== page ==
Wine touring in Bordeaux is a bit more formal than in the New World. You don’t just rock on up for a tasting and maybe an alfresco lunch. You generally have to make an appointment (which can often be done on-line) and wine tasting will include a winery tour. But Bordeaux is certainly jumping on the bandwagon of welcoming visitors. The chateaux listed here are particularly interesting to visit because they offer something extra including blending workshops, wine and food pairing, great art, architecture and more. Remember, though, in France only a few chateaux are open on weekends.Read More
Baby, it’s hot out there. As Melbourne struggles with soaring summer temperatures, the city’s many cool bars are some of the best places to hang out. You may have to search for them down tiny laneways or on the city’s rooftops, but that is all part of the Melbourne appeal.
Here is a selection to help you chill out while you discover your inner hipster.
Enter through a large door with a tiny sign and head upstairs to Hihou, which means secret treasure in Japanese, and you immediately feel like you’ve stepped into a dimly-lit Tokyo bar, except for the view across to the trees of the Treasury Gardens. Hihou’s staff could have been beamed in from Tokyo’s Golden Gai bar district. There is a choice of seating: a long black communal marble table, candlelit low stone tables, or the bar, where you can watch the bartender meticulously make seasonal fruit ‘surprise’ cocktails...Read More
It is a tradition in Provence that landlords who plant three cypress trees near the entrance to their properties welcome visitors for a drink, a meal and a bed. French chef Alain Ducasse has a small army of these pencil-thin emblems of Provence lining the driveway to La Bastide de Moustiers. They are a fitting symbol for this classic Provencale Inn which is a labor of love by the founder of a multi-starred restaurant empire spanning three continents.Read More
California’s Napa Valley is a Holy Grail for wine lovers yet it can be hard to figure out how to enjoy the best wine touring. Here is the low down on ten wineries with great visitor experiences as well a guerilla guide to making the most of a Napa visit with tips on how to avoid the crowds and engage with the locals.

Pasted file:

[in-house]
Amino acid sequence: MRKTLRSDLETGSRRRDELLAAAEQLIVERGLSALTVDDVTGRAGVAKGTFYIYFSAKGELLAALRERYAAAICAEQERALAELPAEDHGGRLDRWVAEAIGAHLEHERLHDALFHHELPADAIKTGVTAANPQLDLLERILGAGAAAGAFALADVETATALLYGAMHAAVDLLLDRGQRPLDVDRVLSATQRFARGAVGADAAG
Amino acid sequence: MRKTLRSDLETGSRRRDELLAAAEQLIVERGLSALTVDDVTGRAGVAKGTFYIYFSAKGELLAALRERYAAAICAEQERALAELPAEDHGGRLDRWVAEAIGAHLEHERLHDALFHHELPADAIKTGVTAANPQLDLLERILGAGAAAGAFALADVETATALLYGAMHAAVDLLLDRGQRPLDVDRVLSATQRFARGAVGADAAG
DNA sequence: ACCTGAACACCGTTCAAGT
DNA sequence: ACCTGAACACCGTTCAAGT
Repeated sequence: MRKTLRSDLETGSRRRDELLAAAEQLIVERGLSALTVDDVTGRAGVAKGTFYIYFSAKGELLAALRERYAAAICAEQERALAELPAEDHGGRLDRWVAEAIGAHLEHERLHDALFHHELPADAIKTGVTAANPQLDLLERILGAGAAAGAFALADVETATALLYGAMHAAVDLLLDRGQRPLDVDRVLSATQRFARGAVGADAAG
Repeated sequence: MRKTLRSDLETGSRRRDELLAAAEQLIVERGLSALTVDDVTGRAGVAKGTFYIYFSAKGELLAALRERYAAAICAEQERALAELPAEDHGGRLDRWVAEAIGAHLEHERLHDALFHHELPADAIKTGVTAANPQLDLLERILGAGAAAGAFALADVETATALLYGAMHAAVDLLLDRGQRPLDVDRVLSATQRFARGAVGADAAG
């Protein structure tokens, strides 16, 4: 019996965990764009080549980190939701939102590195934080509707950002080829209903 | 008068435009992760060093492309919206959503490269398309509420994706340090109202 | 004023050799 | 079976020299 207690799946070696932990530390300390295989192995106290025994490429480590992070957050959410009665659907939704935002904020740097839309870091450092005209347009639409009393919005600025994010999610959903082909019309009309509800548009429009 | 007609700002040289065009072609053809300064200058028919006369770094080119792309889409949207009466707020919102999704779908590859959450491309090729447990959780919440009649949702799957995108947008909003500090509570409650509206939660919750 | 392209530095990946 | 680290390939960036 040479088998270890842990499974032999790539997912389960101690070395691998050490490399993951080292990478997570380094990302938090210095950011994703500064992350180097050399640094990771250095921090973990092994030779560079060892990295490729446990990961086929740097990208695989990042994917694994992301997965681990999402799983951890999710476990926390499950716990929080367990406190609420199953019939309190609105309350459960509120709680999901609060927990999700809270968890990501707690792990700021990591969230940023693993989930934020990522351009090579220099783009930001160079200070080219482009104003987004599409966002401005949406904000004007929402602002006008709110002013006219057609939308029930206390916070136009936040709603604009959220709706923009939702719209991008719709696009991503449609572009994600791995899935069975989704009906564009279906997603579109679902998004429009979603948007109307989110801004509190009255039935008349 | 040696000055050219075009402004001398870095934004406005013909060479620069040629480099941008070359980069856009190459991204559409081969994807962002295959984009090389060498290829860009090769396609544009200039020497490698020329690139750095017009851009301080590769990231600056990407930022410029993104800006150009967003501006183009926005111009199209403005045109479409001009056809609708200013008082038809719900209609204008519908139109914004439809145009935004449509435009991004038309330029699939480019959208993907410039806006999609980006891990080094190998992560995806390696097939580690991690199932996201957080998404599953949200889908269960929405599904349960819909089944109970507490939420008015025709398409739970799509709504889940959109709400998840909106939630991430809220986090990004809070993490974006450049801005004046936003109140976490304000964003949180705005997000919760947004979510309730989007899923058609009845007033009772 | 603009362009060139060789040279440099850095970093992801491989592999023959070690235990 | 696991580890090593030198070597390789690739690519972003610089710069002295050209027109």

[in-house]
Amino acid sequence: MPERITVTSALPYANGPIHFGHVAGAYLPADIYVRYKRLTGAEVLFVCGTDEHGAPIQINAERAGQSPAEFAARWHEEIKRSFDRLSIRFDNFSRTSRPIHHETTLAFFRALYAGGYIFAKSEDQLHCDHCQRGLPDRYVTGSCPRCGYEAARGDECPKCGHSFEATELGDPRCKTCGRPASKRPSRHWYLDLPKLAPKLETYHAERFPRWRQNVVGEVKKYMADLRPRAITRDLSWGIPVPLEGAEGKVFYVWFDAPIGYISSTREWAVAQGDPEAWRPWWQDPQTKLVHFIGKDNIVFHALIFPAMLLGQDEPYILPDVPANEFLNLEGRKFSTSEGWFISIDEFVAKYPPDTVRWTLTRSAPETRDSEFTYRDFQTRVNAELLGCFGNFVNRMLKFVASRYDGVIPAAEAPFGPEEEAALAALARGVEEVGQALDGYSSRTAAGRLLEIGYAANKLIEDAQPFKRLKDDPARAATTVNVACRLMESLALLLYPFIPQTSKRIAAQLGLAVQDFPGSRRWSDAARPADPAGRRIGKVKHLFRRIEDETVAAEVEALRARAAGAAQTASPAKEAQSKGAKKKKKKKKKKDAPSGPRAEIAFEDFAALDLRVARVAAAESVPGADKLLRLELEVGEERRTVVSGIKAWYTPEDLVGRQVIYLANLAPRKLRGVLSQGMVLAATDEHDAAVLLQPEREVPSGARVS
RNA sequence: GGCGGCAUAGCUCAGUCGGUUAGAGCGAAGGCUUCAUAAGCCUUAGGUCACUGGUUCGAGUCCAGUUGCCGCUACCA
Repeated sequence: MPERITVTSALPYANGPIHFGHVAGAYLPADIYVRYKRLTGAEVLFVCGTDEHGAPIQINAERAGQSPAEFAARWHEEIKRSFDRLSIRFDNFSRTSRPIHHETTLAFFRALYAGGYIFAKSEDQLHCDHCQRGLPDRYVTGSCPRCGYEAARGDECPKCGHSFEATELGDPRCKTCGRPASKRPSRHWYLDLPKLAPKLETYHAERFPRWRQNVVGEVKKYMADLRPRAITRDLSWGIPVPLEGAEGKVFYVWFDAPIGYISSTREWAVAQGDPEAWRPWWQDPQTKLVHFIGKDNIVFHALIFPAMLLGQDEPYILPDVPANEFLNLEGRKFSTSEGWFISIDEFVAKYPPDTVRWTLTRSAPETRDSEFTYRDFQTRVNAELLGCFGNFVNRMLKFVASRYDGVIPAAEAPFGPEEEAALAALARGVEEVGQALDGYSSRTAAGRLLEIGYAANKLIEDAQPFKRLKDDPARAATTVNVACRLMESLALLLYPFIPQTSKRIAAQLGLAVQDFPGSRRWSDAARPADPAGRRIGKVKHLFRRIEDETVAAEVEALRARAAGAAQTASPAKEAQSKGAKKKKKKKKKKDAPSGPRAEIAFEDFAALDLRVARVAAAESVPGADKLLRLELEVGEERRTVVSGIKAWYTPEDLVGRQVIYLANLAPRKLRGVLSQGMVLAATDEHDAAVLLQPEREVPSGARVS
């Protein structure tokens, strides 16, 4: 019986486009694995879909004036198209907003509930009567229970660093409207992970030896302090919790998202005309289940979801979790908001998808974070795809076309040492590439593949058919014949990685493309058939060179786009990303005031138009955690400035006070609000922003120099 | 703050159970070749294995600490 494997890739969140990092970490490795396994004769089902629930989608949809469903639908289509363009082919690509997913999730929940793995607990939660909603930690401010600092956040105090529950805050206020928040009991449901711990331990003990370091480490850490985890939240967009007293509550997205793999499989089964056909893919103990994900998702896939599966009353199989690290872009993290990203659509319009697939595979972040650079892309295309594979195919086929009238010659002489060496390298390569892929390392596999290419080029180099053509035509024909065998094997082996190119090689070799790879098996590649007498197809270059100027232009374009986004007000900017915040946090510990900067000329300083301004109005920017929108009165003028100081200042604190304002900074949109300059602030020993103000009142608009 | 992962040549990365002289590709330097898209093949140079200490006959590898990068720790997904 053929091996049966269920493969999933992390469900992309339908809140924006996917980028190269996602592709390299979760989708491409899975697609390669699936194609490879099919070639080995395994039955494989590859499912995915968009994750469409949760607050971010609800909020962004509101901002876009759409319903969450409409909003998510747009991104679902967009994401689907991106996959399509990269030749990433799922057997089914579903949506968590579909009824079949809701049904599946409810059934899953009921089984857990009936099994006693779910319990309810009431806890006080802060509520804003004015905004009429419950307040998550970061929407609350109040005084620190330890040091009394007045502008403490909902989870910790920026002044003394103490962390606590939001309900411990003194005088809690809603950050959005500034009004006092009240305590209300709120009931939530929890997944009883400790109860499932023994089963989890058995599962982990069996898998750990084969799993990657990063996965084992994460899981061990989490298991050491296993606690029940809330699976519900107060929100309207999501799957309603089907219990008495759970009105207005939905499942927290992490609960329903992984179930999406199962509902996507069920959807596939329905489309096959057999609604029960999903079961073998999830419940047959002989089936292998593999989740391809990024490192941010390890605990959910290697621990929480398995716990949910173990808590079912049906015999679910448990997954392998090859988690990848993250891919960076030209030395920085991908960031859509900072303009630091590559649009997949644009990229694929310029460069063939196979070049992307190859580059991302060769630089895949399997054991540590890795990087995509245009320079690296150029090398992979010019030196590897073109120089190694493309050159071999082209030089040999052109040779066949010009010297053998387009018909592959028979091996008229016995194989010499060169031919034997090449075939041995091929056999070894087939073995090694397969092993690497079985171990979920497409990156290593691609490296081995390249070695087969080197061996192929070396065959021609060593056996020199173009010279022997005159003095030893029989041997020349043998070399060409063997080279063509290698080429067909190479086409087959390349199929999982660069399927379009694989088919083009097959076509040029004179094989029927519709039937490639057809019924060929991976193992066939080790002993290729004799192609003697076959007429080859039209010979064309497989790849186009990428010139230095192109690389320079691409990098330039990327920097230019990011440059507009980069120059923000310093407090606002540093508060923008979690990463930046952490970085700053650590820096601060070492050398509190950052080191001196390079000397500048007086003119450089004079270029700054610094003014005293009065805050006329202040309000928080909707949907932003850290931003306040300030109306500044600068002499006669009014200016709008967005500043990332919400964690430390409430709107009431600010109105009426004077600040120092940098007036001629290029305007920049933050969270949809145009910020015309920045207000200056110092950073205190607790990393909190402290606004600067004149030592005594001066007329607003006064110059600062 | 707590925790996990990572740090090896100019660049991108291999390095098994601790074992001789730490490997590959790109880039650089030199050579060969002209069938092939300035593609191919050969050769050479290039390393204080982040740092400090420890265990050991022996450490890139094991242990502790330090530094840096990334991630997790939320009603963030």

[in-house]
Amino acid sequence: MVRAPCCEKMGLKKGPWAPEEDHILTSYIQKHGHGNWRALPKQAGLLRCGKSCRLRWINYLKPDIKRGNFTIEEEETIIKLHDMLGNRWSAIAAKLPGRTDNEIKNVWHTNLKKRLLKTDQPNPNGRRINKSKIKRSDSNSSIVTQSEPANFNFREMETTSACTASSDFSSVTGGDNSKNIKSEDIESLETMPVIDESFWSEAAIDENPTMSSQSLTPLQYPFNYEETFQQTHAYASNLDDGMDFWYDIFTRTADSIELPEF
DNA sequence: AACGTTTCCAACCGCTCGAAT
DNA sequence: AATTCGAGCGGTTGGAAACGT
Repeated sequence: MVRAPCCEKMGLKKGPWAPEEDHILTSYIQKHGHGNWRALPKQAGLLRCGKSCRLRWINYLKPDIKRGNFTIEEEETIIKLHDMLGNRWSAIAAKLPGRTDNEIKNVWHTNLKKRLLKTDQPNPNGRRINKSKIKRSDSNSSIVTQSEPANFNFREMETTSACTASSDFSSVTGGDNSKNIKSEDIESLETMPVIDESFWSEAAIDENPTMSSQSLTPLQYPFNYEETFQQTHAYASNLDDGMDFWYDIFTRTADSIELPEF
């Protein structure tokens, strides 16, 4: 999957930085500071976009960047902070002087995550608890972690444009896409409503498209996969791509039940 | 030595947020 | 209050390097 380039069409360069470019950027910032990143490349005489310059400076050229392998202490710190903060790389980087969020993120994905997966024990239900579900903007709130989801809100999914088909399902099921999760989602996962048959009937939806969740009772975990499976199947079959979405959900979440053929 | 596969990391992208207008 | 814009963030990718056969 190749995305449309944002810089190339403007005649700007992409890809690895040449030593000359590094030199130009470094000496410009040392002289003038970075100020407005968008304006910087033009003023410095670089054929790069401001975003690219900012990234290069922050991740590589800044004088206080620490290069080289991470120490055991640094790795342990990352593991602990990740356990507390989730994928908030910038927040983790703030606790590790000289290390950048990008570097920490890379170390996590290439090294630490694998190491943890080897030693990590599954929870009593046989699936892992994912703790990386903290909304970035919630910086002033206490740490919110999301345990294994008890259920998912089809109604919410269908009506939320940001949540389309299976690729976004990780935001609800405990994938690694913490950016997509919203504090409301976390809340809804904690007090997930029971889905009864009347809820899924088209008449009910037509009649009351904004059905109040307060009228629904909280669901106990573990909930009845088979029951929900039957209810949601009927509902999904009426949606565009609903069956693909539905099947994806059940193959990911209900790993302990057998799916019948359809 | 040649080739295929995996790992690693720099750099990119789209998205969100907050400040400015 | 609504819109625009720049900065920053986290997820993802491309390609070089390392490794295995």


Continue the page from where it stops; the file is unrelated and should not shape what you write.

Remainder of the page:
A guerilla guide to understanding Napa
Just over an hour’s drive north of San Francisco, Napa is tiny…just eight kilometers wide and 48 kilometers long….yet it is home to more than 450 wineries.
Napa is Cabernet country. All the experts agree that it produces the world’s best big, elegant, full-bodied Cabernets with plenty of structure and age-ability. Chardonnay is the second most planted variety, especially in the Los Carneros region. Other grapes include Merlot, Petit Verdot, Malbec and Cabernet Franc (the classic Bordeaux blending varieties) as well as Sauvignon Blanc, Zinfandel and even the occasional Pinot Noir.
The Napa produce...Read More
In the heart of the fashion district of Faubourg Saint Honore across from the official residence of the President of the French Republic, the five-star Palace Hotel Bristol exudes the very essence of French elegance. This family-owned hotel may be grand but it is not stuffy. Two beautiful Burmese cats, Fa-Raon and Kleopatre, are the official welcoming committee and always enjoy a gentle stroke wherever you may find them.
We walk through the spacious flower-filled lobby to be welcomed warmly at Eric Frechon’s three-Michelin-star Epicure Restaurant. It is named for Epicurus, the Greek philosopher who believed that pleasure without excess is the surest path to happiness and wisdom.
The light and airy dining room opens out through French doors to Le Bristol’s fragrant courtyard garden with its towering magnolia trees. Floor-length floral curtains and bowls of fresh flowers bring the garden inside as do the crystal butterflies that are found on each table...Read More
Melbourne’s laneways are the soul of the city. Learn your way around these hidden pathways and you will discover that Melbourne, not Sydney, is the center of art, fashion and café life in Australia. (And for those who don’t know the term, a laneway is a collective term for narrow streets and alleyways that weave around Melbourne’s central business district.)
“The laneways are our bloodlines. They are where our heritage blends with younger entrepreneurs making their mark in the city,” says Fiona Sweetman, director of Melbourne’s Hidden Secrets Tours.